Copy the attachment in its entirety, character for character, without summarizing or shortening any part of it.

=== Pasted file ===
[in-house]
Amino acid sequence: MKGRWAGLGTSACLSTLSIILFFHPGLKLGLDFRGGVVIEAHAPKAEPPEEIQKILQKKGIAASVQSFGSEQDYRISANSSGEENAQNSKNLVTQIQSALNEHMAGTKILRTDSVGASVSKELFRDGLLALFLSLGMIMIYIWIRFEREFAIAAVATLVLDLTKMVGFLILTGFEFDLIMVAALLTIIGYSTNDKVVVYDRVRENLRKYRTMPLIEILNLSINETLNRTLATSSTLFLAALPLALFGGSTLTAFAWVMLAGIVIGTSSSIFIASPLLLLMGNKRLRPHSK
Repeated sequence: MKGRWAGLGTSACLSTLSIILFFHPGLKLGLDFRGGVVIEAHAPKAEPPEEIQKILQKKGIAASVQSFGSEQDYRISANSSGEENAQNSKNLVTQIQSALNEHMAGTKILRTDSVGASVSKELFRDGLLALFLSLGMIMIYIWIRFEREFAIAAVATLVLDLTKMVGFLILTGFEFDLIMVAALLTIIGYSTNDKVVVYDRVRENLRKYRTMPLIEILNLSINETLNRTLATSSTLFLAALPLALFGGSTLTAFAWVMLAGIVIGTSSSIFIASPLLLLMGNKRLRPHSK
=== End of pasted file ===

[in-house]
Amino acid sequence: MKGRWAGLGTSACLSTLSIILFFHPGLKLGLDFRGGVVIEAHAPKAEPPEEIQKILQKKGIAASVQSFGSEQDYRISANSSGEENAQNSKNLVTQIQSALNEHMAGTKILRTDSVGASVSKELFRDGLLALFLSLGMIMIYIWIRFEREFAIAAVATLVLDLTKMVGFLILTGFEFDLIMVAALLTIIGYSTNDKVVVYDRVRENLRKYRTMPLIEILNLSINETLNRTLATSSTLFLAALPLALFGGSTLTAFAWVMLAGIVIGTSSSIFIASPLLLLMGNKRLRPHSK
Repeated sequence: MKGRWAGLGTSACLSTLSIILFFHPGLKLGLDFRGGVVIEAHAPKAEPPEEIQKILQKKGIAASVQSFGSEQDYRISANSSGEENAQNSKNLVTQIQSALNEHMAGTKILRTDSVGASVSKELFRDGLLALFLSLGMIMIYIWIRFEREFAIAAVATLVLDLTKMVGFLILTGFEFDLIMVAALLTIIGYSTNDKVVVYDRVRENLRKYRTMPLIEILNLSINETLNRTLATSSTLFLAALPLALFGGSTLTAFAWVMLAGIVIGTSSSIFIASPLLLLMGNKRLRPHSK